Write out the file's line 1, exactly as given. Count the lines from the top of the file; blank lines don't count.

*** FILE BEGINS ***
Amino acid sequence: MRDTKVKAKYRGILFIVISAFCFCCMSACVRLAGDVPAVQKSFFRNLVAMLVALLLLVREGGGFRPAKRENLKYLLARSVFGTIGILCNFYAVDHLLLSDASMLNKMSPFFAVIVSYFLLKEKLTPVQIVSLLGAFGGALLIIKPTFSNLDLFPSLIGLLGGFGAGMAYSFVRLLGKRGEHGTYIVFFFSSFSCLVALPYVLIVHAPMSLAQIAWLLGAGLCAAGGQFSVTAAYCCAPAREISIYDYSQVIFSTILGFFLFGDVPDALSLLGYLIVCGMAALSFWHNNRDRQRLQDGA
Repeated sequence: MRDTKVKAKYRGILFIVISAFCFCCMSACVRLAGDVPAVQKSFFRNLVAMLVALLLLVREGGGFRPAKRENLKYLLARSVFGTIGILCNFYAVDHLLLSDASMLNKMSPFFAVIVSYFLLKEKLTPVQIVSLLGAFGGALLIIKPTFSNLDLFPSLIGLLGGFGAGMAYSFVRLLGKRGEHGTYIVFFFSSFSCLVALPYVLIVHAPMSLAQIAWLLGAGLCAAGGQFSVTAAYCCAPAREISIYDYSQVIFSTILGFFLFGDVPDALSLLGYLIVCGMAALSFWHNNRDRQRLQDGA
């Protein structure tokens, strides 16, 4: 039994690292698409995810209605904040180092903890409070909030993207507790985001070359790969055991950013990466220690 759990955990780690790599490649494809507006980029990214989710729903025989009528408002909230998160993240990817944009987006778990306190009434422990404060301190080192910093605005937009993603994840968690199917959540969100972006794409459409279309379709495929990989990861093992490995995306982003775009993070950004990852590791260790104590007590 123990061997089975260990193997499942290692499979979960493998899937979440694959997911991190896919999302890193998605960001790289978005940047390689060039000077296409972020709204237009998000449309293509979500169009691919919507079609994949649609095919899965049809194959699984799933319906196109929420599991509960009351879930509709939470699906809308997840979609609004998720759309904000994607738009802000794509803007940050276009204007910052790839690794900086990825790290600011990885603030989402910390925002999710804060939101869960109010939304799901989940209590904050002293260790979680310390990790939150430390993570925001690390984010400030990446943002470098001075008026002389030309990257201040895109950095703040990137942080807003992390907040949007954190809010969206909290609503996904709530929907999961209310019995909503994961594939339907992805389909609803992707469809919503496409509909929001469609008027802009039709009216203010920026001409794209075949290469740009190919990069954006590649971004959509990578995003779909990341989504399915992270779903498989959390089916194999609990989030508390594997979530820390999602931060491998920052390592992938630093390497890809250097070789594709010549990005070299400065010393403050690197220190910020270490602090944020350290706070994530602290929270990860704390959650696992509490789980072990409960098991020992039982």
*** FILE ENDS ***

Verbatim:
Amino acid sequence: MRDTKVKAKYRGILFIVISAFCFCCMSACVRLAGDVPAVQKSFFRNLVAMLVALLLLVREGGGFRPAKRENLKYLLARSVFGTIGILCNFYAVDHLLLSDASMLNKMSPFFAVIVSYFLLKEKLTPVQIVSLLGAFGGALLIIKPTFSNLDLFPSLIGLLGGFGAGMAYSFVRLLGKRGEHGTYIVFFFSSFSCLVALPYVLIVHAPMSLAQIAWLLGAGLCAAGGQFSVTAAYCCAPAREISIYDYSQVIFSTILGFFLFGDVPDALSLLGYLIVCGMAALSFWHNNRDRQRLQDGA